Looking and seeing are two very different things. We all use our eyes to look at things, but how you see those things depends on many factors, including how old you are, how you've been brought up, what you've already seen, what you're interested in, what you expect to see, what you pay attention to, and the perspective you take.
Perspective is the view you take. If you take a long view, you can see everything and you're more likely to take in the whole rather than look at the details. If you take a closer view, you're forced to look only at a small part of the picture and focus in on the smallest details. It's like looking at the forest or just looking at one tree -- you can see more and more detail of the one tree the more you focus in on it.
You can do a simple "From Zoom to Across the Room" activity with any book. Hold up an illustration from a book as you're standing on one side of a room and everyone else stands on the other side. What can the viewers see? At this long distance, the idea is to look for basic shapes and colors. Slowly start walking toward the group. Every few steps stop, and ask what more the group can see of the illustration. Slowly, more and more of the dominant features and then details will come into focus. As a final step, for a really intimate view, have everyone examine the illustration with a magnifying glass.
The Dream CD includes a bonus art/visual literacy activity -- ZoomArt. Four different perspectives are provided for each piece of art in the book Dream, from a distant view to a magnified view. This prompts viewers to take different perspectives on each piece of art, look for different things, and appreciate the differences in the mediums.
Each illustration in the book Dream was done using a different "medium" (i.e. each artist used a different material -- like watercolor, oil, or collage -- to create the piece of art). Here's some general background information on the various mediums:
Oil is paint made of pigment (color) mixed with linseed or poppy-seed oil. Oil paint can be put on in layers and used thickly or thinly. It dries slowly, allowing the artist to make changes.
Watercolor is paint in which the pigment (color) is mixed with gum. When used, the paint is mixed with water. The finished painting is very sensitive to light and fades easily.
A drybrush watercolor method uses very little water on the paintbrush. Layers are built up very slowly, allowed to dry, and reworked.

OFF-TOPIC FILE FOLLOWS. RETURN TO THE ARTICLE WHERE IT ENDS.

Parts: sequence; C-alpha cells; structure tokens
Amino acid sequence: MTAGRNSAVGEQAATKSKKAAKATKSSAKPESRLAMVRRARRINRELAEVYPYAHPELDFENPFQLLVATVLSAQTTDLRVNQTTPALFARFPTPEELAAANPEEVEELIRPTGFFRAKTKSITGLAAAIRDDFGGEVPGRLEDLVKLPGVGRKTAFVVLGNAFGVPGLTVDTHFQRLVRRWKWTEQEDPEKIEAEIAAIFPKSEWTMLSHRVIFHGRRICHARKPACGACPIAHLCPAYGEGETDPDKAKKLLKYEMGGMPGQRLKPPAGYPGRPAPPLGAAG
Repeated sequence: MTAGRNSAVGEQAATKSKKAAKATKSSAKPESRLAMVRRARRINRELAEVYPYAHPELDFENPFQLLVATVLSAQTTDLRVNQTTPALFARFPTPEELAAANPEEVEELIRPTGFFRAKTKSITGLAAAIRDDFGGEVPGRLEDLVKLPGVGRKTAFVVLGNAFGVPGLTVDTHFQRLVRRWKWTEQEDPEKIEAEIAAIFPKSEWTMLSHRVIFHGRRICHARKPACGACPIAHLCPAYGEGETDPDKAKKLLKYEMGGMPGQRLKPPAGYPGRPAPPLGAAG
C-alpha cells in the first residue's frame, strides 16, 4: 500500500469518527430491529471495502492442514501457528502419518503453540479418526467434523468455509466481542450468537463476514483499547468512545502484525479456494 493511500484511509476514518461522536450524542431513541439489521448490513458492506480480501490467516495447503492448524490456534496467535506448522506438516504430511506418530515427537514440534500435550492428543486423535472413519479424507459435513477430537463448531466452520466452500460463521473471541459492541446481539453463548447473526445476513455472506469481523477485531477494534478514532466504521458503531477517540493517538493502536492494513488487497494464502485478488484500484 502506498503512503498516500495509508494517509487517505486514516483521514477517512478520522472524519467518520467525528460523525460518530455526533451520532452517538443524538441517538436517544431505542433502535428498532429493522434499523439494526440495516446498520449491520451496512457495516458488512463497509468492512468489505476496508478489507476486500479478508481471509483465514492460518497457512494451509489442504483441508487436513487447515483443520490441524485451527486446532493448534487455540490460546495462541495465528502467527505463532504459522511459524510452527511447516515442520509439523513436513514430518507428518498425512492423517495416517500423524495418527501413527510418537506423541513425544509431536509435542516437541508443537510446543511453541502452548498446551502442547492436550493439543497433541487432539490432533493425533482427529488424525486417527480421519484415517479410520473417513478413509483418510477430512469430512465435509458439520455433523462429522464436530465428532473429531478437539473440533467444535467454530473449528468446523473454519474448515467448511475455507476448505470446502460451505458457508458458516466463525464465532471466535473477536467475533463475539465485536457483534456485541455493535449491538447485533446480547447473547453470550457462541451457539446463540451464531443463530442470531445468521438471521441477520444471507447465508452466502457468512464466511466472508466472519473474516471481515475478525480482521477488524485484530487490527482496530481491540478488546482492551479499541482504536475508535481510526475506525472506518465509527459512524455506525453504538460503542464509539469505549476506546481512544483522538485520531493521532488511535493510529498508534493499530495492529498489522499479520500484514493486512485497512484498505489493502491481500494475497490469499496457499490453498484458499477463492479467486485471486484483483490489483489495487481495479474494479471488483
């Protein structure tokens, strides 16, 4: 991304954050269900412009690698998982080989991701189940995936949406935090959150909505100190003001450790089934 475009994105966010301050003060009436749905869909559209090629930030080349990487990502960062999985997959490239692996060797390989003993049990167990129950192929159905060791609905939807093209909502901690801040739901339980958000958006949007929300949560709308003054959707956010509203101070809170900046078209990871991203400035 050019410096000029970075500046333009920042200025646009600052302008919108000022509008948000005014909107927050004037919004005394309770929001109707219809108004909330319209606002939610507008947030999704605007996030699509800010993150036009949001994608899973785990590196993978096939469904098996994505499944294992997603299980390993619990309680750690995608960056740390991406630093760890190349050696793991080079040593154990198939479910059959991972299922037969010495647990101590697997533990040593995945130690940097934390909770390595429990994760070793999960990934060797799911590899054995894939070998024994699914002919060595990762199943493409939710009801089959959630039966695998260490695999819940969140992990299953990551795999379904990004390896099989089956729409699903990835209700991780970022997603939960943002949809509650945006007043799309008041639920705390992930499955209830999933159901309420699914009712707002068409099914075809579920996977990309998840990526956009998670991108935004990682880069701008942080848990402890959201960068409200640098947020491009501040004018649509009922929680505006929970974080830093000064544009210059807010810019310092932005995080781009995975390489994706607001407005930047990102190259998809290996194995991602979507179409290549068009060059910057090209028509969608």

Acrylic is a synthetic paint (i.e. not made from natural substances) that artists like because it dries quickly and can be used on almost all surfaces.
Pastels are made of pure powdered pigment (color) that's ground into a paste, mixed with a small amount of gum as a binding agent, and then rolled into sticks. Colors range from soft and subtle to strong and brilliant. An artist strokes the pastel sticks across an abrasive "ground" surface, embedding the color in the "tooth" of the paper. Works in pastel may leave more or less of the "ground" exposed to create a desired effect.
Colored pencil allows an artist more control and precision in applying color. An artist has to apply the right amount of pressure on the pencil to get the desired effect.
Ink, unlike pencil, is permanent; it's not easy for an artist to make changes or corrections. Artists use special ink pens and can choose from different nib (tip) thicknesses to make different kinds of lines and create shading effects.
Scratching involves using a cutter or knife to scratch out white lines on a piece of art to create a desired textured effect.
Collage is a picture or pattern made up of smaller pieces of paper or another material, shaped and colored to fit the artist's design, and stuck onto paper, board, or another surface.
Plasticine is a type of modeling clay that's oil-based, squishable, and never gets hard. It's available in many colors, and an artist can make even more by mixing colors together. Plasticine artwork is made by building up layers so that they stand out from the surface; this is called "relief." Various tools can be used to create textures in the plasticine (e.g. a sharp pencil can be used to "draw" lines to add a smile to a face, a small comb or fork can be used to scratch a grassy or furry texture, a toothbrush can be used to create a fuzzy look).
Digital artwork is created on a computer using special software. An "original" doesn't exist on paper or board, but as tiny bits of data in a computer file.
For the ZoomArt activity that's part of the Dream CD, show each of the four perspectives for each piece of art one at a time, asking the following questions:
1) Distant View: What basic shapes
(e.g. rectangles, squares, triangles, circles) and colors (e.g. red, yellow, blue, green) do you see?
2) Closer View: What dominant features (e.g. a face, tree, window) do you see?
3) Full View: What details (e.g. flowers in a garden, items on a shelf, clothing) do you see?
4) Magnified View: How would you describe what you see (e.g. sharp lines, soft edges, brush strokes visible)? How is it different/distinct from the other mediums?
The new ZoomArt2 version of this activity allows children to explore the illustrations and mediums on their own by first looking at a magnified view and then trying to guess the full illustration and the medium.
Take a Look: An Introduction to the Experience of Art by Rosemary Davidson. Viking, 1993. An excellent book that encourages young readers to look, see, think, and discover art for themselves.
Zoom by Istvan Banyai. Puffin Books, 1995. This wordless picture book begins with a close-up of a rooster's comb and then each picture zooms out to give a more distant perspective -- revealing a new surprise. If you think you know where you are, guess again!